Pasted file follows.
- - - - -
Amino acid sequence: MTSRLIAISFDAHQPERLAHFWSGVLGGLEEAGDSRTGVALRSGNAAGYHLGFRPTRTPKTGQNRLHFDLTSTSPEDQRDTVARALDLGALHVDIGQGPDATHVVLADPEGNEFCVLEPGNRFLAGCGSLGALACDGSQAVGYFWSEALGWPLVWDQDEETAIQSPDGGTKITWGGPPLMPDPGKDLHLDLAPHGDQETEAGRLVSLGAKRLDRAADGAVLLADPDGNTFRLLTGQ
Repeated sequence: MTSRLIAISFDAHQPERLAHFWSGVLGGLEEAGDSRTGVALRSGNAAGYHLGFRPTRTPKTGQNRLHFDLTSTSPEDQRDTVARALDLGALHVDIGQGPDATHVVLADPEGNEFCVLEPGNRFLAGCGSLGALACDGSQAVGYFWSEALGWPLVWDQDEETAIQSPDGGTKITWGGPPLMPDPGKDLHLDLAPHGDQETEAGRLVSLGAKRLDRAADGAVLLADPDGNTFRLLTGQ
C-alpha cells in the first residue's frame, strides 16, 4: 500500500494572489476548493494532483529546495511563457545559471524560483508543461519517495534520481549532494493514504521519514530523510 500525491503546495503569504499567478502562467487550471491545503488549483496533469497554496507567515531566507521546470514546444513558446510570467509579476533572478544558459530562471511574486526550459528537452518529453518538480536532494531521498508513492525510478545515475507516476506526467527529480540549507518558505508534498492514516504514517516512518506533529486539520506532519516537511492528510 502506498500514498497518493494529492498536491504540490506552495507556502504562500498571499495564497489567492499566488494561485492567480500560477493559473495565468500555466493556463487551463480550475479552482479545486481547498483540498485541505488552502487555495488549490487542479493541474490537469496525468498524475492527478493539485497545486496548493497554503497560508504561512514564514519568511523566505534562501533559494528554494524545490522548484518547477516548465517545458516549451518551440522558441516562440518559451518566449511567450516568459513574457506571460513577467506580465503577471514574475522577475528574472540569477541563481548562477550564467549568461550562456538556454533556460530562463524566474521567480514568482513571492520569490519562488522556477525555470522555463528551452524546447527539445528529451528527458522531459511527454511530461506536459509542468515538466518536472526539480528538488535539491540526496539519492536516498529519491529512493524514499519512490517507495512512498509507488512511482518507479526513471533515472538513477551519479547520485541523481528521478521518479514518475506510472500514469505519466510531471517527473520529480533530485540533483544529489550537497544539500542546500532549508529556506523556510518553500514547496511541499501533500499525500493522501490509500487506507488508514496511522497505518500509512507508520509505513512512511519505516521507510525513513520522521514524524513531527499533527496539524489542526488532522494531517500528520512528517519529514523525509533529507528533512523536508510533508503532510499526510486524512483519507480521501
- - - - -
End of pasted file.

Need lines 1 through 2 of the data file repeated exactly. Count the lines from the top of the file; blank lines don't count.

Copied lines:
Amino acid sequence: MTSRLIAISFDAHQPERLAHFWSGVLGGLEEAGDSRTGVALRSGNAAGYHLGFRPTRTPKTGQNRLHFDLTSTSPEDQRDTVARALDLGALHVDIGQGPDATHVVLADPEGNEFCVLEPGNRFLAGCGSLGALACDGSQAVGYFWSEALGWPLVWDQDEETAIQSPDGGTKITWGGPPLMPDPGKDLHLDLAPHGDQETEAGRLVSLGAKRLDRAADGAVLLADPDGNTFRLLTGQ
Repeated sequence: MTSRLIAISFDAHQPERLAHFWSGVLGGLEEAGDSRTGVALRSGNAAGYHLGFRPTRTPKTGQNRLHFDLTSTSPEDQRDTVARALDLGALHVDIGQGPDATHVVLADPEGNEFCVLEPGNRFLAGCGSLGALACDGSQAVGYFWSEALGWPLVWDQDEETAIQSPDGGTKITWGGPPLMPDPGKDLHLDLAPHGDQETEAGRLVSLGAKRLDRAADGAVLLADPDGNTFRLLTGQ